BRISE SOLEIL HOUSE    The costumer requested a living room, bed rooms, a kitchen a garden and all the things costumer usually ask for. Only then arrived a surprising turn in the plot. The costumers also requested the project to be a "Bulldog". They did not mean the dog. They were talking about the essence, the character. With that word in mind, we started our design mission.  Three years later standing there was the Bulldog. Firm, solid but knows how to evoke a smile. When needed. The project's interface with the street is through a brise soleil (vertical shutters system) made of cedar wood. The brise soleil allows controlling the levels of exposure of the indoor to the street. From time to time, according to the needs of the residents, the brise soleil system can change from open to closed and vice versa.         The connection between indoor and outdoor has never been more flexible.    The electrical system, which was developed independently, can control the level of the privacy inside the house, the levels of natural light and the energy consumption.     Site area: 550 sqm | built area: 350 sqm  Architect in charge: Shirly Marko | Project management: Nati Marcovich | Brise Soleil system: Anderman Architects, Mark Witson, "Galil Technologies" | Photographs: Amit Geron   
       
     
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  AFTERNOON, THE OCEAN, SUNSET   Many years ago, on the beaches of Jaffa, Acre and Caesarea, people here were spending their afternoons in "Sukkas". Thick branches were columns, some were beams. Between the beams were stretched palm leaves. The palms shaded, the breeze was blowing, and the ocean was in charge of everything else. Atmosphere and view. You must admit, one can't ask for much more than that.  A few hundreds of years have gone by ,throughout them a few revolutions have taken place, but the basicyearning of sitting by the ocean, cool breeze and a cold beer will forever remain. It doesn't get any better.  This scene was placed on our table by our customers.  "We bought a site that overlooks the ocean for this reason exactly. After noon, breeze, sunset" They said and added "That is our dream. Your task is to make it happen"  The day after we  were already at the site. We left it with a smile spread on our faces. At the near gas station we purchased beer and on the adjacent napkin we found ourselves scribbling shapes.  Our "sukkah" is a little different but at the same time very similar to those that once stood on the beach. It's perhaps built in modern technology – colored aluminum sheets cut by laser, But the foundations stay the same. Its airy, provides shade, lets the sea breeze flow threw it But most importantly it provides the best place to drink your beer, Overlooking the late afternoon sunset.  Site area: 800 sqm | built area: 380 sqm  Architect in charge: Einat Mor | Illustrations: Bonsai Studio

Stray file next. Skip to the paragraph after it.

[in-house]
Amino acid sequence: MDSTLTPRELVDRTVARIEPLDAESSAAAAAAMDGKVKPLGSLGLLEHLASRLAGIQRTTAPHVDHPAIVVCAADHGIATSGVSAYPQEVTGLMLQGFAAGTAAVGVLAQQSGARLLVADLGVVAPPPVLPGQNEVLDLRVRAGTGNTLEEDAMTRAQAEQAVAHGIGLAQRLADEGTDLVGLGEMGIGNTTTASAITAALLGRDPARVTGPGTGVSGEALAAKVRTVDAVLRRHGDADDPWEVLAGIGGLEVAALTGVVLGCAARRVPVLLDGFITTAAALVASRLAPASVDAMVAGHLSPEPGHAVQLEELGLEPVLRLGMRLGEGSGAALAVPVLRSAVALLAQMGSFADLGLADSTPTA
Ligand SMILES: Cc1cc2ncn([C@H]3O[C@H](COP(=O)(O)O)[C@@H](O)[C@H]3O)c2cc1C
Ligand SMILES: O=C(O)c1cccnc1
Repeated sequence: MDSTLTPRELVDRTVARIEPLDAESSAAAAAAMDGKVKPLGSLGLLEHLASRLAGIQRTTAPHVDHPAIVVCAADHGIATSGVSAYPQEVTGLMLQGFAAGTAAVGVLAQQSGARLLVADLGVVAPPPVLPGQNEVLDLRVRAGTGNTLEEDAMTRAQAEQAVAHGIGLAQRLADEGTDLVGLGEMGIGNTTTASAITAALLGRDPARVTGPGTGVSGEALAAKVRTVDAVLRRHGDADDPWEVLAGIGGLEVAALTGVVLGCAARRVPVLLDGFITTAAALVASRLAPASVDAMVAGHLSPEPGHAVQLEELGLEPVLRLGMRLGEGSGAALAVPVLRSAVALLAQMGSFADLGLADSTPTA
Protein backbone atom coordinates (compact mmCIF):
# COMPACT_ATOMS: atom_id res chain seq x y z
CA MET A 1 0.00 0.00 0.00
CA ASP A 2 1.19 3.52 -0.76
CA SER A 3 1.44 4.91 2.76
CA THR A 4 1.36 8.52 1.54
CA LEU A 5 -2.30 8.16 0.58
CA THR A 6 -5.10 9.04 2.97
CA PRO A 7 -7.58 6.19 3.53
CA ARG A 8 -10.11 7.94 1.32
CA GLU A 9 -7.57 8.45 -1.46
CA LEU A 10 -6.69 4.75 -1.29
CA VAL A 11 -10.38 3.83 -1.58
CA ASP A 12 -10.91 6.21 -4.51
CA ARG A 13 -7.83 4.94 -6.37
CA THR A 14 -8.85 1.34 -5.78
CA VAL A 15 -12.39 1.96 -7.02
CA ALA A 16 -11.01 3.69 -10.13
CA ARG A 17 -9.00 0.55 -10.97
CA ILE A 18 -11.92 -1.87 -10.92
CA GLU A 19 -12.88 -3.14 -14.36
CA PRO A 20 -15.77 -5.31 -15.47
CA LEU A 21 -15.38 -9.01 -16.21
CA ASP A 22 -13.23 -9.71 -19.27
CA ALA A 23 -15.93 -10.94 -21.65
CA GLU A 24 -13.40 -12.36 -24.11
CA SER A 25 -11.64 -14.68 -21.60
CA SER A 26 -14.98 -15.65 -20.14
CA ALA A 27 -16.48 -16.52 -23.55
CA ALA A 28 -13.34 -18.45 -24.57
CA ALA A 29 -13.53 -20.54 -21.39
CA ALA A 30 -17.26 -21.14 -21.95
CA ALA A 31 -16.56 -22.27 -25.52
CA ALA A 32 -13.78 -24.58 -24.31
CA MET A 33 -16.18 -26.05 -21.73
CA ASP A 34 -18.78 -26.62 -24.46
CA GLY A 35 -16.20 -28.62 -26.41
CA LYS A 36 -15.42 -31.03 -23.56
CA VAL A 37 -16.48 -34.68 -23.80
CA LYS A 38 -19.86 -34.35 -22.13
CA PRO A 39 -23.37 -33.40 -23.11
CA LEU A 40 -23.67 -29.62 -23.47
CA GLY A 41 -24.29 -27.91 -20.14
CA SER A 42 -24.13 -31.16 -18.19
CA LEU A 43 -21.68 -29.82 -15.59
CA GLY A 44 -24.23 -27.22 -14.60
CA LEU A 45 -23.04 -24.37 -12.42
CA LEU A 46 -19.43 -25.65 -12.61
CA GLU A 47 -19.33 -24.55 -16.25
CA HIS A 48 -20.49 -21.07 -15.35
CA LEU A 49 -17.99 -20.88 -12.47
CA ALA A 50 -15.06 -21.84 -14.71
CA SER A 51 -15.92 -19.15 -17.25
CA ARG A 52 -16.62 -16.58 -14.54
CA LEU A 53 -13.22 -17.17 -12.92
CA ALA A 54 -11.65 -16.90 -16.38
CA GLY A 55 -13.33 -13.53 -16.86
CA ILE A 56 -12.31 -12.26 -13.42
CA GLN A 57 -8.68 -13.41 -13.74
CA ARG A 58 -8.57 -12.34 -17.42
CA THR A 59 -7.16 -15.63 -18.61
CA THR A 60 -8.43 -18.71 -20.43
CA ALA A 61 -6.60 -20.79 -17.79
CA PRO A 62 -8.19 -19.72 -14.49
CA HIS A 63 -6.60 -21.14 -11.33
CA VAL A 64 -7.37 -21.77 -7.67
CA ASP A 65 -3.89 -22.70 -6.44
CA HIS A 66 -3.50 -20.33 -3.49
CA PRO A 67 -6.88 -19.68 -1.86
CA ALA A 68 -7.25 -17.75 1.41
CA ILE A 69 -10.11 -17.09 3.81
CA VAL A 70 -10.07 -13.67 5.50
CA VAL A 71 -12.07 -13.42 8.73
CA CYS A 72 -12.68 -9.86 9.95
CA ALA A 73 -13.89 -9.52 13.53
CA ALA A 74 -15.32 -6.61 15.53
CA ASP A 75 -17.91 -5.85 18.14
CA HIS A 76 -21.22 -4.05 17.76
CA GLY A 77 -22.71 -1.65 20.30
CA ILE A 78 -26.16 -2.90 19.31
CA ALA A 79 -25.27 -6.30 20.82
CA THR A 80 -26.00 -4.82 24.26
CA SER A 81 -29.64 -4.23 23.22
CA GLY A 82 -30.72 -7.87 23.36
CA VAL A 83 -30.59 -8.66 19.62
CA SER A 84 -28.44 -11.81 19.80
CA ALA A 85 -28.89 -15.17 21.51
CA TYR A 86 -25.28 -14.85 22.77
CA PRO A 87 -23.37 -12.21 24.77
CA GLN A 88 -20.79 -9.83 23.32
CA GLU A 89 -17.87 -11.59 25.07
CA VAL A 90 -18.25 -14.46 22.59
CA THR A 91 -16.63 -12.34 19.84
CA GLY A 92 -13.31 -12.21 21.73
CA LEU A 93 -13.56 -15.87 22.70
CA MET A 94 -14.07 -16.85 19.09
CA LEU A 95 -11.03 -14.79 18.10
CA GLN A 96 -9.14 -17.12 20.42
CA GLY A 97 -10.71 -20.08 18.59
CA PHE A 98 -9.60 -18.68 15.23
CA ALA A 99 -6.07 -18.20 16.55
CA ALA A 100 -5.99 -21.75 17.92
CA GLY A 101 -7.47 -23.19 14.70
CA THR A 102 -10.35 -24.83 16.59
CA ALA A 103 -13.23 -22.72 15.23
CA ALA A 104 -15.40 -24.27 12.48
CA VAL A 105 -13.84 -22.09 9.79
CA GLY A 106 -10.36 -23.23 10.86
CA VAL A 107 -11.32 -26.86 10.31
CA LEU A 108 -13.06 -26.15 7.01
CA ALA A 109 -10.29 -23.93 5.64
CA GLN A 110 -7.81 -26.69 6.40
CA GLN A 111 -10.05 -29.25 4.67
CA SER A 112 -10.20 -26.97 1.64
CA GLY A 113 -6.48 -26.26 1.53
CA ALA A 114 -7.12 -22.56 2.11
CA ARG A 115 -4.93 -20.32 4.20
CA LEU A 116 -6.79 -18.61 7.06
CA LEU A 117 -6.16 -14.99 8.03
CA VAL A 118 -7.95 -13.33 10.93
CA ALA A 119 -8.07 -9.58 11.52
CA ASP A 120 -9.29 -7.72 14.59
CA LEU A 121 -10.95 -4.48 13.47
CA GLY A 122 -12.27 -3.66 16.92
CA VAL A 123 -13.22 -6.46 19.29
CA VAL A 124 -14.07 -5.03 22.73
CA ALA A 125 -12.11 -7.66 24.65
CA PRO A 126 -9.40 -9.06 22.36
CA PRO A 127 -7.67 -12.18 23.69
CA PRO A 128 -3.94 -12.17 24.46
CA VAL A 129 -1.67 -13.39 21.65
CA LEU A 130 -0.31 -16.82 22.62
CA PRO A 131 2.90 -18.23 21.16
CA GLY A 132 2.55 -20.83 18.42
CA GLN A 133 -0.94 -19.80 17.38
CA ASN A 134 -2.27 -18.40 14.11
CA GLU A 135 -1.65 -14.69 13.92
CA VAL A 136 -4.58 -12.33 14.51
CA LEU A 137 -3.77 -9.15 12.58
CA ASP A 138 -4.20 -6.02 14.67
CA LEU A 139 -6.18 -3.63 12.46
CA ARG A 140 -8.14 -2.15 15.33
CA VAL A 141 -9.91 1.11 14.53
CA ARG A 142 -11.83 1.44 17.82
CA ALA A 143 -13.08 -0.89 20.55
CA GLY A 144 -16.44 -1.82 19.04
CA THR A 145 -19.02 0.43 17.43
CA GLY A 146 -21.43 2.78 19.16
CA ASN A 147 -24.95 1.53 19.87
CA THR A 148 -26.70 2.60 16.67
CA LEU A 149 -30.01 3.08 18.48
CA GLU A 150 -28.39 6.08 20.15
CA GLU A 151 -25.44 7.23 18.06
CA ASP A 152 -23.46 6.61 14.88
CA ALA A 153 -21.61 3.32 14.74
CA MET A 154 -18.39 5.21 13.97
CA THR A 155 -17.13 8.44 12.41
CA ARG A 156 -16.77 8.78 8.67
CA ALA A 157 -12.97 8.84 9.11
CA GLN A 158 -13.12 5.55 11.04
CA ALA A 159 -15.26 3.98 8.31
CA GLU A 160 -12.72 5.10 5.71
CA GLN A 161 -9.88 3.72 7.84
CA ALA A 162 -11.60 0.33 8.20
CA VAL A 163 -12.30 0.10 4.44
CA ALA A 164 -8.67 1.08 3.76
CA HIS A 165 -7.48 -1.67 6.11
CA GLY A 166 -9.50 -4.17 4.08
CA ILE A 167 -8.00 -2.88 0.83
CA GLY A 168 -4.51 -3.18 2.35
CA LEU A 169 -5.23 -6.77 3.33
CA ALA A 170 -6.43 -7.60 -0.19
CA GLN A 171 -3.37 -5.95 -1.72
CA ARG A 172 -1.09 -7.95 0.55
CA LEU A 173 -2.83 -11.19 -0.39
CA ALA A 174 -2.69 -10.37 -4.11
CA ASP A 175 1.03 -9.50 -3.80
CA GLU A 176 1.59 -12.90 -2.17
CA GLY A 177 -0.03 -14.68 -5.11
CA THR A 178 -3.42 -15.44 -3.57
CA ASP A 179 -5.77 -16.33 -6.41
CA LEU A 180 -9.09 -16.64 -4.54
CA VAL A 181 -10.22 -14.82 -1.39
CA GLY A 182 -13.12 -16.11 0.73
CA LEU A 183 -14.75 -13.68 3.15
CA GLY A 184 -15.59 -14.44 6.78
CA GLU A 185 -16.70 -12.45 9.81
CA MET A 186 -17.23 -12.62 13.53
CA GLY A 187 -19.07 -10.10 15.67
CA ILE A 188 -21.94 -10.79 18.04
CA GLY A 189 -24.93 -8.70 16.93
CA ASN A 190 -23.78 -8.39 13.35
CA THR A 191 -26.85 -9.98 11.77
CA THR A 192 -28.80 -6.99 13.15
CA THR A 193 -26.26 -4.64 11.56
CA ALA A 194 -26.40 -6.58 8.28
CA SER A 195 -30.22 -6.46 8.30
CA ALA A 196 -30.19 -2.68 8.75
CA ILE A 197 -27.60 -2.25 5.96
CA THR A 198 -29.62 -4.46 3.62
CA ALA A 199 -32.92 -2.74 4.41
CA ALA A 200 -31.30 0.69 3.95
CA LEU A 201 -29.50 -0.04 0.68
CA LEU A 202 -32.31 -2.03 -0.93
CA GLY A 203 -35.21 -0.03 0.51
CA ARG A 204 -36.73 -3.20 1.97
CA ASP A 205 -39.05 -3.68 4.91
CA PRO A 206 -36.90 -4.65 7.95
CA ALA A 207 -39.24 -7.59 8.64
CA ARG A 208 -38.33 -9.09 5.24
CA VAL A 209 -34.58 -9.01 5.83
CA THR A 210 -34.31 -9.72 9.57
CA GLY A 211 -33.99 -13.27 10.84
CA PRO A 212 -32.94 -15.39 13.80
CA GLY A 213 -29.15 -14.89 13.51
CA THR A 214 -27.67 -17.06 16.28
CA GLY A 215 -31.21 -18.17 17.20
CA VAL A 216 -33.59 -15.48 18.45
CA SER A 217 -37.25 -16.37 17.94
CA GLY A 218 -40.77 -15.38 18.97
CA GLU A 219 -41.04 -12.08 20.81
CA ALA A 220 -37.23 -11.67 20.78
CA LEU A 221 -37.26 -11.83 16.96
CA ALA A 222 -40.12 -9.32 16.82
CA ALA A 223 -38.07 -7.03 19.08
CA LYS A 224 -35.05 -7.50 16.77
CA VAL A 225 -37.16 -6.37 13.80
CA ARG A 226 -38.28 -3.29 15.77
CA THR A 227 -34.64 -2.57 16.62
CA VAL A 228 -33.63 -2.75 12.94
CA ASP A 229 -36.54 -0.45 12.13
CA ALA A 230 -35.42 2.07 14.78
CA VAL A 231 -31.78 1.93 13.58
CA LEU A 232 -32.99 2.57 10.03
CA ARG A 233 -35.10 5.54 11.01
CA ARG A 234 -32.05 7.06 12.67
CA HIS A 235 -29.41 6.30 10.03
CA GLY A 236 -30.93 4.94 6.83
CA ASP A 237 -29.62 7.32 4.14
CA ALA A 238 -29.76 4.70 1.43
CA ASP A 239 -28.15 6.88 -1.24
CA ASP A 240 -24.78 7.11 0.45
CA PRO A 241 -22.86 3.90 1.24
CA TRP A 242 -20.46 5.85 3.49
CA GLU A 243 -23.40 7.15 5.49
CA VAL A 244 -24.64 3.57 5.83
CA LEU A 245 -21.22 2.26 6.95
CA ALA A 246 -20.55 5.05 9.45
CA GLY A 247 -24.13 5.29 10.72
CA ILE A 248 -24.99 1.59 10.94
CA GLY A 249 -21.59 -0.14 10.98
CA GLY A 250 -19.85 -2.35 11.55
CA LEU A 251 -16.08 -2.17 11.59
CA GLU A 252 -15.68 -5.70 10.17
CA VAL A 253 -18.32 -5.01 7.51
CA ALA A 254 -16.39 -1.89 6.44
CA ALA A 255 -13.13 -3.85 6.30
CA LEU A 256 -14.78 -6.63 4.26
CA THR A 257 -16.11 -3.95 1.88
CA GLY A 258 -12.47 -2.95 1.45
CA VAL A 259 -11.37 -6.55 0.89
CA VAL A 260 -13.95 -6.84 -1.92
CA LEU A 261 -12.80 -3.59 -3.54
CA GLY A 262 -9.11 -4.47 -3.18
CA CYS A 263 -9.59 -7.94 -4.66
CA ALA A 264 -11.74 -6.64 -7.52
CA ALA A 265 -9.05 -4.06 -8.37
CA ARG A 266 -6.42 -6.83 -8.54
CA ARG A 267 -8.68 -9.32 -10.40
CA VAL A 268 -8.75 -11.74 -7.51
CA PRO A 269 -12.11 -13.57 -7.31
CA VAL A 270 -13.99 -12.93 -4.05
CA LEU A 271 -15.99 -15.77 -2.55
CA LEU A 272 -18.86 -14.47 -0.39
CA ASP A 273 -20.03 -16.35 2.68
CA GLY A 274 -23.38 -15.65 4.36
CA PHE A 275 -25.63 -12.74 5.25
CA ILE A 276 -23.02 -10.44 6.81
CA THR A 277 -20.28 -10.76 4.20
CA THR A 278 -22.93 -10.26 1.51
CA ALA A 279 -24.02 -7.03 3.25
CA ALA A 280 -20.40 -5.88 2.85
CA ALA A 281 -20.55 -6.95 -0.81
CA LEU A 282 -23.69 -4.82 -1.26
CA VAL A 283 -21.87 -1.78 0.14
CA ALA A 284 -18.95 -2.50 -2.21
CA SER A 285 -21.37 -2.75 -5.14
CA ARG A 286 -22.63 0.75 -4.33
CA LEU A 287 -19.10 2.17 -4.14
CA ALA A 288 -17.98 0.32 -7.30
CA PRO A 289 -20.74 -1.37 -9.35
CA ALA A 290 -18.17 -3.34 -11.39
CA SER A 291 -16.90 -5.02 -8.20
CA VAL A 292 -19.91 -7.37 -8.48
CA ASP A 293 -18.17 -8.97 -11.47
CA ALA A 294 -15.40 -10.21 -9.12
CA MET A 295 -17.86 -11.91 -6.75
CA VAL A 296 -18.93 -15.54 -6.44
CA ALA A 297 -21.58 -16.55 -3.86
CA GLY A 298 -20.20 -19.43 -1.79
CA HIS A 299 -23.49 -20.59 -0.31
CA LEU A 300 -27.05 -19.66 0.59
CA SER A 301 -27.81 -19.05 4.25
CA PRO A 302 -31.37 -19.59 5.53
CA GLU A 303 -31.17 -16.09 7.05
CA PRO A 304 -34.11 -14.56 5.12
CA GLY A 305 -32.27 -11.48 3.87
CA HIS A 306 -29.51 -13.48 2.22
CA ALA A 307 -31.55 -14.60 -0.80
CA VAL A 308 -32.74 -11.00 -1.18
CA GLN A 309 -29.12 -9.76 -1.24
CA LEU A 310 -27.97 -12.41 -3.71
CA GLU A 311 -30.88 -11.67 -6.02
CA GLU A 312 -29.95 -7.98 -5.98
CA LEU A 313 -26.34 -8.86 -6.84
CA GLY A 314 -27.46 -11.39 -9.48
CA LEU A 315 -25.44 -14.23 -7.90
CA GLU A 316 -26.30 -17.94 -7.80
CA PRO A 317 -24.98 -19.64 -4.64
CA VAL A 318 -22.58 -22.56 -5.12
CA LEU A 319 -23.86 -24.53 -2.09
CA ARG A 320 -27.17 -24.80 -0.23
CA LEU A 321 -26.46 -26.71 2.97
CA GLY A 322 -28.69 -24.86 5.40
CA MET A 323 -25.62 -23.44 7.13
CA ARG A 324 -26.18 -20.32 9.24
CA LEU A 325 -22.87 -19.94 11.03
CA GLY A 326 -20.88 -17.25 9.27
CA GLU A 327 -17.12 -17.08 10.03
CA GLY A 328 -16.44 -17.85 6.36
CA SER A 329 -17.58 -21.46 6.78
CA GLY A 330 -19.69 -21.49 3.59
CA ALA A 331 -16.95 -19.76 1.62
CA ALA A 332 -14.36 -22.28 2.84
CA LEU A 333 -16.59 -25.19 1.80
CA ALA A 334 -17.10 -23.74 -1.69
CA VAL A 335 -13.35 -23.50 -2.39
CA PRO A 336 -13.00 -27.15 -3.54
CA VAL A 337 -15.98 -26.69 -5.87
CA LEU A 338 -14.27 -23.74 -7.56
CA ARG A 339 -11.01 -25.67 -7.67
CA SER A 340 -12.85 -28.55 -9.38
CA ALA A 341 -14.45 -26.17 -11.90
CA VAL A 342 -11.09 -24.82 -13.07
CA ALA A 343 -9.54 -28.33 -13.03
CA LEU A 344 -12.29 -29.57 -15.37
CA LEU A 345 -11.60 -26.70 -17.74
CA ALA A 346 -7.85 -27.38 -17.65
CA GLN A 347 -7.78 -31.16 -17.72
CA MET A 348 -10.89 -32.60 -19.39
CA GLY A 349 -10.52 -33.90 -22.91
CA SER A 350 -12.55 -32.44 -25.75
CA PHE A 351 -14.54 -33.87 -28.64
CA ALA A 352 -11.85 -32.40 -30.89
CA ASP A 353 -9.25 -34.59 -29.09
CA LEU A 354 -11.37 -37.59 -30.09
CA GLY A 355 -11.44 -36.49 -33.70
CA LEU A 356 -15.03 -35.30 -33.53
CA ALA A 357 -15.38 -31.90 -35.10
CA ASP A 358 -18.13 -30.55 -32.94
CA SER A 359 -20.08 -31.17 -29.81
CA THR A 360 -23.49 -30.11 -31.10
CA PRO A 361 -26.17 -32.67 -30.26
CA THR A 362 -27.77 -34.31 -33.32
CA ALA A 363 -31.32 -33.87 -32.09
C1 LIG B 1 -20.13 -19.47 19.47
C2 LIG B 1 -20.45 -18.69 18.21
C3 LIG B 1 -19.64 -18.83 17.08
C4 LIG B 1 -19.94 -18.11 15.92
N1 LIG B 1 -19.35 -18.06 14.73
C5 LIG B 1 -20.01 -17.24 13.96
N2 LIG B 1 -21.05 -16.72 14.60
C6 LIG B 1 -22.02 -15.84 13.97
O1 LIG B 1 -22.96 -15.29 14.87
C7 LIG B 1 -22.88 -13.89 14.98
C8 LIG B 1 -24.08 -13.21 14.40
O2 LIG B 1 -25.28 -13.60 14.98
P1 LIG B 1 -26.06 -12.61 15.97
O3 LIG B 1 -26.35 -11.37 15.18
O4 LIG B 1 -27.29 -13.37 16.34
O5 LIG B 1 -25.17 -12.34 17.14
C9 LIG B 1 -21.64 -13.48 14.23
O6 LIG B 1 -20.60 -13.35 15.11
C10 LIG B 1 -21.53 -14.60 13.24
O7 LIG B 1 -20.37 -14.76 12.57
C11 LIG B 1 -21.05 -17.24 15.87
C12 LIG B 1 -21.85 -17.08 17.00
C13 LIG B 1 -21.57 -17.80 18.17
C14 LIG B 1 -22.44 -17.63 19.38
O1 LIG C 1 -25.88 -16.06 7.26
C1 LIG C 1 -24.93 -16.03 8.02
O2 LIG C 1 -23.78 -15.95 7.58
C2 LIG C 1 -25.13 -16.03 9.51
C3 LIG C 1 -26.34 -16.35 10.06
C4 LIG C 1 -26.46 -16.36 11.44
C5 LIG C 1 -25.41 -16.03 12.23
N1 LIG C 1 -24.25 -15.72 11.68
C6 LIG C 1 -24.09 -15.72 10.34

UNDER SURFACE  we are used to think upwards. you walk into your home, place the keys on the table, grab a little bite from the fridge, a short convesation that grows long and then up. up to the bedrooms floor. should it have to be this way? not always. this project spreads mostly on the ground floor. instead of going up, we go down, ander surface. there, downstairs, the interesting situations  comes to life.   a wide spacious patio functions as the house main square and grants the floor plenty of natural light. the garden spreads along the patio creating pleasent open spaces for the residents to enjoy. the garden is also a joint feature that connects the near by house that belongs to other family members. the under surface sapce belongs to the youth members of the family. it is an autonomy. able to fullfill all their needs. their own private kingdom.    Architect in charge : Adi Cohen |  Illustrations : 3Dvision |  Project Manager : Tomer Ben Tovim